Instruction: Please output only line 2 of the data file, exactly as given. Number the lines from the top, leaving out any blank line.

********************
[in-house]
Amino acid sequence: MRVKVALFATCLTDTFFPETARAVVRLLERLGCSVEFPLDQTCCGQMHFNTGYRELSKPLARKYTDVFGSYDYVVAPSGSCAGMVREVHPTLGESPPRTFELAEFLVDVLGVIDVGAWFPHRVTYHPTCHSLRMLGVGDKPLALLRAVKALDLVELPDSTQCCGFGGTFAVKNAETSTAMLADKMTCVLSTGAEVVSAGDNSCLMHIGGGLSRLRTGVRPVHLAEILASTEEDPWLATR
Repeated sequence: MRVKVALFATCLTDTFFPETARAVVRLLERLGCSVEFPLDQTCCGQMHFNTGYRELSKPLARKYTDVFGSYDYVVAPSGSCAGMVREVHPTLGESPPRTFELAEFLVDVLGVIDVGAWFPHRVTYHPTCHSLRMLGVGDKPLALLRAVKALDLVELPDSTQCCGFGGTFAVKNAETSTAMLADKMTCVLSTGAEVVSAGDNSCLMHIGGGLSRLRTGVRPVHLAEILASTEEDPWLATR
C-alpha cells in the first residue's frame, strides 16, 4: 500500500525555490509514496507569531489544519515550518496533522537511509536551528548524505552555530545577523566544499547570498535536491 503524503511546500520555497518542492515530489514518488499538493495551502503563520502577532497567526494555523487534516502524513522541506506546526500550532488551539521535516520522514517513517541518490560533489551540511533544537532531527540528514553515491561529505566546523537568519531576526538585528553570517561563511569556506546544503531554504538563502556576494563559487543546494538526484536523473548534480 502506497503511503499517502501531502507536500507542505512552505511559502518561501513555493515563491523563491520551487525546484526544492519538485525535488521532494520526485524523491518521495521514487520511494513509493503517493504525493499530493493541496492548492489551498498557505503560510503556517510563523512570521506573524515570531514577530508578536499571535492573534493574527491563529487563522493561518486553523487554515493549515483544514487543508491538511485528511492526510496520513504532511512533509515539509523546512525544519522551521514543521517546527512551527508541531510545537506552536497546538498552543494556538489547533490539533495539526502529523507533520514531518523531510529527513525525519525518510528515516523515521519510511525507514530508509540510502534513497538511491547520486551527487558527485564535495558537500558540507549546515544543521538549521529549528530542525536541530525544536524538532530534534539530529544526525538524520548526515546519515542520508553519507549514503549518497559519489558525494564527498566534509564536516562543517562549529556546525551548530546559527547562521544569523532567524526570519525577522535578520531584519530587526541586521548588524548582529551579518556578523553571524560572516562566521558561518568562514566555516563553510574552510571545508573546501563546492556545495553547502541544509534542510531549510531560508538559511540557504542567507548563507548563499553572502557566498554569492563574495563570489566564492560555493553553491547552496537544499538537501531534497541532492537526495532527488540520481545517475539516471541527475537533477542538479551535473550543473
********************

Amino acid sequence: MRVKVALFATCLTDTFFPETARAVVRLLERLGCSVEFPLDQTCCGQMHFNTGYRELSKPLARKYTDVFGSYDYVVAPSGSCAGMVREVHPTLGESPPRTFELAEFLVDVLGVIDVGAWFPHRVTYHPTCHSLRMLGVGDKPLALLRAVKALDLVELPDSTQCCGFGGTFAVKNAETSTAMLADKMTCVLSTGAEVVSAGDNSCLMHIGGGLSRLRTGVRPVHLAEILASTEEDPWLATR